Last weekend I was privileged to have attended a performance by Mystery Science Theater 3000 writers/puppeteers/mad scientists Trace “Dr. Clayton Forrester” Beaulieu and “TV’s Frank” Conniff. They did live movie riffing in the now-familiar MST3K style, and it was really quite an excellent time. They have two shows coming up in the next few months, In St. Louis on Saturday, December 12, 2015, and as part of the San Francisco Sketchfest on January 15, 2016. If you’re an MST3k fan at all, this is a show you really have to see, especially since Beaulieu and Conniff are not going to be a part of Joel Hodgson’s forthcoming reboot of the series. (I’m optimistic about the performers chosen to serve as the new host, mad scientist & robots, though.)
I won’t reveal the feature film they riffed just in case they plan to use it at any of the forthcoming shows—I’d hate to spoil a welcome surprise. But as a warm-up, the pair also ably mocked a couple of preposterous cartoon shorts, one of which was so completely around the bend that they could have kept their mouths shut and it still would have been a riot to watch. It was a don’t-talk-to-strangers scare PSA produced by the L.A. County Sheriff’s Department, called “The Cautious Twins,” and was the animated counterpart to a contemporary pamphlet.
The titular twins Dorene and Dan have the opposite of a helicopter mom, who sends them off to explore the town on their own. (To be clear, I’m not being critical here, I grew up really free-range, myself.) But mom might reconsider her permissiveness if she properly understood that every adult male in town save for one cop is a sleazy, leering, predatory pedophile. In fact, merely being more watchful might not suffice. She should really consider moving as far away from this nightmarish place as possible. Her poor kids can’t go ANYWHERE without getting hit up by a creeper.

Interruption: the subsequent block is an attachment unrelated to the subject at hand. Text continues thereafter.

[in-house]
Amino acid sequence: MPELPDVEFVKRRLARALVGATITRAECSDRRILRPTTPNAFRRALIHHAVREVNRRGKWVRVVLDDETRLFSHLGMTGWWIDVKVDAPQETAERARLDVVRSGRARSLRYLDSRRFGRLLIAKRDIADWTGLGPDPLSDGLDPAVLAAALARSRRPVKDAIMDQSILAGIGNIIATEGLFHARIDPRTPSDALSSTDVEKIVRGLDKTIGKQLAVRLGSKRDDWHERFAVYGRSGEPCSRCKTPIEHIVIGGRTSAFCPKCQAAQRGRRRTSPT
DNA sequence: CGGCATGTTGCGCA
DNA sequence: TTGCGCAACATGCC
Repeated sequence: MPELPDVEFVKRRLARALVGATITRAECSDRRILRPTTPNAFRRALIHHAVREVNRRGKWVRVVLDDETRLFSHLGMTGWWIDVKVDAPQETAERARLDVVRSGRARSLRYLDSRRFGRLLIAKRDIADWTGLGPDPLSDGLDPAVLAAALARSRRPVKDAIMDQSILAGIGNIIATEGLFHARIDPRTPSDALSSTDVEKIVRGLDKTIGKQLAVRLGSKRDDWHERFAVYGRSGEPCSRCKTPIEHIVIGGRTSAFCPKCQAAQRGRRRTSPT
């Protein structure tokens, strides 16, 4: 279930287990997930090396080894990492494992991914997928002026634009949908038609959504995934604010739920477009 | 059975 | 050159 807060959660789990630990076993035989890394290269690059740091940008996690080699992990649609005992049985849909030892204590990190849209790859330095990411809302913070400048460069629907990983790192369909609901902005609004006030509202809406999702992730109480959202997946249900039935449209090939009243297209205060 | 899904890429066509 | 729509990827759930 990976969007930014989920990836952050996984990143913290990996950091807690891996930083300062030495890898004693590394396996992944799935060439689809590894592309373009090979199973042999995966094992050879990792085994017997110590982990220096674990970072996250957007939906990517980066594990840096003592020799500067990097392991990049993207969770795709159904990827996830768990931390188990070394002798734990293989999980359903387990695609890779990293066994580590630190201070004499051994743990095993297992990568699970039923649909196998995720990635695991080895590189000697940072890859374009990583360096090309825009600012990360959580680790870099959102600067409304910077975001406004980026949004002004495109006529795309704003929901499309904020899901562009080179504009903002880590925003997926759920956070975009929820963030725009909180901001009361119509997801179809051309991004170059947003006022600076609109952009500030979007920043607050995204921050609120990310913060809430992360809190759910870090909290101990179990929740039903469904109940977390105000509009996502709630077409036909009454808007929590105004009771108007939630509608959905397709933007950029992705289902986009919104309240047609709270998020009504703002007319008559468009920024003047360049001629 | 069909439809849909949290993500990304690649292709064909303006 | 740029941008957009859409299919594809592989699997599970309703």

That the story is told with cheap, stilted, limited-motion animation, and narrated in awkward doggerel over a calliope soundtrack elevates it from merely creepy to completely demented, and the wide eyed, perma-grin expressions the preternaturally chipper twins wear only add to that effect.
Notably, “The Cautious Twins” was directed by one Sid Davis, a director and producer who also gave the world scare films like “The Dangerous Stranger,” “Say No To Strangers,” and the massively homophobic “Boys Beware.” If you happen to be a collector of such oddball cultural produce, you might like to know that “The Dangerous Stranger” and “The Cautious Twins” are included as extras on Something Weird’s DVD release of Hitch Hike to Hell.